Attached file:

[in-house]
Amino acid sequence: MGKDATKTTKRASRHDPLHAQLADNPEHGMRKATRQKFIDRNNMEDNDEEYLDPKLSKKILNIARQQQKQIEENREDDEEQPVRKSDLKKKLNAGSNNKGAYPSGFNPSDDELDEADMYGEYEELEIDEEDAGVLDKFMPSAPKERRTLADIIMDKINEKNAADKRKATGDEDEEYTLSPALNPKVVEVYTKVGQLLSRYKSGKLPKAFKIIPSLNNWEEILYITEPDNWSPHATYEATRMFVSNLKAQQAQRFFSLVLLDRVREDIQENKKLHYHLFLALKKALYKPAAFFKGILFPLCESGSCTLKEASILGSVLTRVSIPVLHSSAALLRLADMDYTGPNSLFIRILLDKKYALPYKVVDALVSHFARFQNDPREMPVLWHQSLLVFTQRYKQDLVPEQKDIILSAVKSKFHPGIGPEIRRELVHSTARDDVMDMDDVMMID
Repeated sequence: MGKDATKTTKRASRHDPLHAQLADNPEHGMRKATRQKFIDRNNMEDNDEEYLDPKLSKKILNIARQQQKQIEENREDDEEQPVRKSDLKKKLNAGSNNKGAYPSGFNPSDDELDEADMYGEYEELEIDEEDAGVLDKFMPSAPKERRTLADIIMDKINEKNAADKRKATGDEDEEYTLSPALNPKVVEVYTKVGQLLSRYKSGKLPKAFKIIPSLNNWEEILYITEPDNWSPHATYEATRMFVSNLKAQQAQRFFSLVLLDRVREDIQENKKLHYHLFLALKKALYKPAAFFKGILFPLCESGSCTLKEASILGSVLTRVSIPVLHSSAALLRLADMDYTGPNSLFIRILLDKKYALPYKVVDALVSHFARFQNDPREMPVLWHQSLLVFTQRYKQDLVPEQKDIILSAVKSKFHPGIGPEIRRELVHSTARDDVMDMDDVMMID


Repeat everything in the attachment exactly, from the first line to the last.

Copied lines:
[in-house]
Amino acid sequence: MGKDATKTTKRASRHDPLHAQLADNPEHGMRKATRQKFIDRNNMEDNDEEYLDPKLSKKILNIARQQQKQIEENREDDEEQPVRKSDLKKKLNAGSNNKGAYPSGFNPSDDELDEADMYGEYEELEIDEEDAGVLDKFMPSAPKERRTLADIIMDKINEKNAADKRKATGDEDEEYTLSPALNPKVVEVYTKVGQLLSRYKSGKLPKAFKIIPSLNNWEEILYITEPDNWSPHATYEATRMFVSNLKAQQAQRFFSLVLLDRVREDIQENKKLHYHLFLALKKALYKPAAFFKGILFPLCESGSCTLKEASILGSVLTRVSIPVLHSSAALLRLADMDYTGPNSLFIRILLDKKYALPYKVVDALVSHFARFQNDPREMPVLWHQSLLVFTQRYKQDLVPEQKDIILSAVKSKFHPGIGPEIRRELVHSTARDDVMDMDDVMMID
Repeated sequence: MGKDATKTTKRASRHDPLHAQLADNPEHGMRKATRQKFIDRNNMEDNDEEYLDPKLSKKILNIARQQQKQIEENREDDEEQPVRKSDLKKKLNAGSNNKGAYPSGFNPSDDELDEADMYGEYEELEIDEEDAGVLDKFMPSAPKERRTLADIIMDKINEKNAADKRKATGDEDEEYTLSPALNPKVVEVYTKVGQLLSRYKSGKLPKAFKIIPSLNNWEEILYITEPDNWSPHATYEATRMFVSNLKAQQAQRFFSLVLLDRVREDIQENKKLHYHLFLALKKALYKPAAFFKGILFPLCESGSCTLKEASILGSVLTRVSIPVLHSSAALLRLADMDYTGPNSLFIRILLDKKYALPYKVVDALVSHFARFQNDPREMPVLWHQSLLVFTQRYKQDLVPEQKDIILSAVKSKFHPGIGPEIRRELVHSTARDDVMDMDDVMMID